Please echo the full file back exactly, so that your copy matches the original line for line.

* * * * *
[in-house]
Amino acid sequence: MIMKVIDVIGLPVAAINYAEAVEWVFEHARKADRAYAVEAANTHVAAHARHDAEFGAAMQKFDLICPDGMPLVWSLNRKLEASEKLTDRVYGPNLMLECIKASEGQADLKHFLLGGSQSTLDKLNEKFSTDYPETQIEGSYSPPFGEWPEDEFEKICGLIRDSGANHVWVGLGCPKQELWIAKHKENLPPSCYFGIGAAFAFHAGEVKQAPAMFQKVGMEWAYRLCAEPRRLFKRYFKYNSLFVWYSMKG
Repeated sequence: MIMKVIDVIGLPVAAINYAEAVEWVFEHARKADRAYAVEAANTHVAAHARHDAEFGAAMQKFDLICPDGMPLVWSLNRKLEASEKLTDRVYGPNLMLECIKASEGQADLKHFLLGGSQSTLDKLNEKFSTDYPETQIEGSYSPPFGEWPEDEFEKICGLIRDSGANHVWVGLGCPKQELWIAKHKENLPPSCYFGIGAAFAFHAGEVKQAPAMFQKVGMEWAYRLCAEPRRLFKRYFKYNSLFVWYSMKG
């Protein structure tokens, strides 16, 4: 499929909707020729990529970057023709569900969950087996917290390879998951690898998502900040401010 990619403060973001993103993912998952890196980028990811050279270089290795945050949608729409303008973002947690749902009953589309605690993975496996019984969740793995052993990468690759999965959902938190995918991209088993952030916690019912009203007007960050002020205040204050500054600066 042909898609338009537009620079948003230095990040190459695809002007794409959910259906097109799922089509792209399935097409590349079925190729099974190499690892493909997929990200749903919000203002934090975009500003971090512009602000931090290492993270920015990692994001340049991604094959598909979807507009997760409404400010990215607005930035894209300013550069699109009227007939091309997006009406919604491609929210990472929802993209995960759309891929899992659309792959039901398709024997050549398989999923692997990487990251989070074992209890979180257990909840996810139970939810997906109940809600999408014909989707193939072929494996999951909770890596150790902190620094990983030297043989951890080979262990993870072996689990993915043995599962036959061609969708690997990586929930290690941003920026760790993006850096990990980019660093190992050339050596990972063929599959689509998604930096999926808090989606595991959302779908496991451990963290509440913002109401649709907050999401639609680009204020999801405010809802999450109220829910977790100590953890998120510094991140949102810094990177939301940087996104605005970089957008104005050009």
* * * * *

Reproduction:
[in-house]
Amino acid sequence: MIMKVIDVIGLPVAAINYAEAVEWVFEHARKADRAYAVEAANTHVAAHARHDAEFGAAMQKFDLICPDGMPLVWSLNRKLEASEKLTDRVYGPNLMLECIKASEGQADLKHFLLGGSQSTLDKLNEKFSTDYPETQIEGSYSPPFGEWPEDEFEKICGLIRDSGANHVWVGLGCPKQELWIAKHKENLPPSCYFGIGAAFAFHAGEVKQAPAMFQKVGMEWAYRLCAEPRRLFKRYFKYNSLFVWYSMKG
Repeated sequence: MIMKVIDVIGLPVAAINYAEAVEWVFEHARKADRAYAVEAANTHVAAHARHDAEFGAAMQKFDLICPDGMPLVWSLNRKLEASEKLTDRVYGPNLMLECIKASEGQADLKHFLLGGSQSTLDKLNEKFSTDYPETQIEGSYSPPFGEWPEDEFEKICGLIRDSGANHVWVGLGCPKQELWIAKHKENLPPSCYFGIGAAFAFHAGEVKQAPAMFQKVGMEWAYRLCAEPRRLFKRYFKYNSLFVWYSMKG
């Protein structure tokens, strides 16, 4: 499929909707020729990529970057023709569900969950087996917290390879998951690898998502900040401010 990619403060973001993103993912998952890196980028990811050279270089290795945050949608729409303008973002947690749902009953589309605690993975496996019984969740793995052993990468690759999965959902938190995918991209088993952030916690019912009203007007960050002020205040204050500054600066 042909898609338009537009620079948003230095990040190459695809002007794409959910259906097109799922089509792209399935097409590349079925190729099974190499690892493909997929990200749903919000203002934090975009500003971090512009602000931090290492993270920015990692994001340049991604094959598909979807507009997760409404400010990215607005930035894209300013550069699109009227007939091309997006009406919604491609929210990472929802993209995960759309891929899992659309792959039901398709024997050549398989999923692997990487990251989070074992209890979180257990909840996810139970939810997906109940809600999408014909989707193939072929494996999951909770890596150790902190620094990983030297043989951890080979262990993870072996689990993915043995599962036959061609969708690997990586929930290690941003920026760790993006850096990990980019660093190992050339050596990972063929599959689509998604930096999926808090989606595991959302779908496991451990963290509440913002109401649709907050999401639609680009204020999801405010809802999450109220829910977790100590953890998120510094991140949102810094990177939301940087996104605005970089957008104005050009």